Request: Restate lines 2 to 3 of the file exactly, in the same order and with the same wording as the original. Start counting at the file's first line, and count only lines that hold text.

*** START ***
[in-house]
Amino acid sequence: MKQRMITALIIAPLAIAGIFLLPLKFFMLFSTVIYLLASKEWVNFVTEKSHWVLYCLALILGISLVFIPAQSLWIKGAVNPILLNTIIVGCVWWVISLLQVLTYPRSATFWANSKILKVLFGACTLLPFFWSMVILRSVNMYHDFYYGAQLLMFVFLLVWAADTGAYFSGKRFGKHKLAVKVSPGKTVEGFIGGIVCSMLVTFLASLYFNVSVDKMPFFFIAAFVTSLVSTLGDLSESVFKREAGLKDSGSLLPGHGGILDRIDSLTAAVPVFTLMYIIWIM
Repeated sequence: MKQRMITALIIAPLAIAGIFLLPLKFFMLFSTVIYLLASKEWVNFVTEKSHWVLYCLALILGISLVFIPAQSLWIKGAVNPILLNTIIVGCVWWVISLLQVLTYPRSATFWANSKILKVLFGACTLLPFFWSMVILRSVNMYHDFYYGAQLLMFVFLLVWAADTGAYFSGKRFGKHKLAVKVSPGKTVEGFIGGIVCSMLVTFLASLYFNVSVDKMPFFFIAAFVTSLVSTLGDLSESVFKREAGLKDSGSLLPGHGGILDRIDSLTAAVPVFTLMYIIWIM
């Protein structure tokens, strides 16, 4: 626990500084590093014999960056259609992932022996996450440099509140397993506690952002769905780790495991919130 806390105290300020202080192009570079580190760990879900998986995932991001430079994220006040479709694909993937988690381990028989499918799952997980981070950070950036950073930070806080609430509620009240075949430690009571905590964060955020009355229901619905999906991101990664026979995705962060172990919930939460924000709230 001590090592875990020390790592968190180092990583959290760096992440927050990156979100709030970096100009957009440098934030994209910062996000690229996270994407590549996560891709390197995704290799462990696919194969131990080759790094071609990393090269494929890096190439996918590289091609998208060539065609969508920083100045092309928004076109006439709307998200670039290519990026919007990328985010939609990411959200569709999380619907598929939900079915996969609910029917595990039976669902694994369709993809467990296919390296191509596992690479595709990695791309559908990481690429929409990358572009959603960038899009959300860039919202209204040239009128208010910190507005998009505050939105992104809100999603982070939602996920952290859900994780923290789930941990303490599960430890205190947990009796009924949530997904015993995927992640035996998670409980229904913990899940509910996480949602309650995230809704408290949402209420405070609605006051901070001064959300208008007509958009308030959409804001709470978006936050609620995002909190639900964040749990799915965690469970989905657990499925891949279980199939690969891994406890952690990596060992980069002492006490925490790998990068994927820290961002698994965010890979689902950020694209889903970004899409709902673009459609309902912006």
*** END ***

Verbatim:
Amino acid sequence: MKQRMITALIIAPLAIAGIFLLPLKFFMLFSTVIYLLASKEWVNFVTEKSHWVLYCLALILGISLVFIPAQSLWIKGAVNPILLNTIIVGCVWWVISLLQVLTYPRSATFWANSKILKVLFGACTLLPFFWSMVILRSVNMYHDFYYGAQLLMFVFLLVWAADTGAYFSGKRFGKHKLAVKVSPGKTVEGFIGGIVCSMLVTFLASLYFNVSVDKMPFFFIAAFVTSLVSTLGDLSESVFKREAGLKDSGSLLPGHGGILDRIDSLTAAVPVFTLMYIIWIM
Repeated sequence: MKQRMITALIIAPLAIAGIFLLPLKFFMLFSTVIYLLASKEWVNFVTEKSHWVLYCLALILGISLVFIPAQSLWIKGAVNPILLNTIIVGCVWWVISLLQVLTYPRSATFWANSKILKVLFGACTLLPFFWSMVILRSVNMYHDFYYGAQLLMFVFLLVWAADTGAYFSGKRFGKHKLAVKVSPGKTVEGFIGGIVCSMLVTFLASLYFNVSVDKMPFFFIAAFVTSLVSTLGDLSESVFKREAGLKDSGSLLPGHGGILDRIDSLTAAVPVFTLMYIIWIM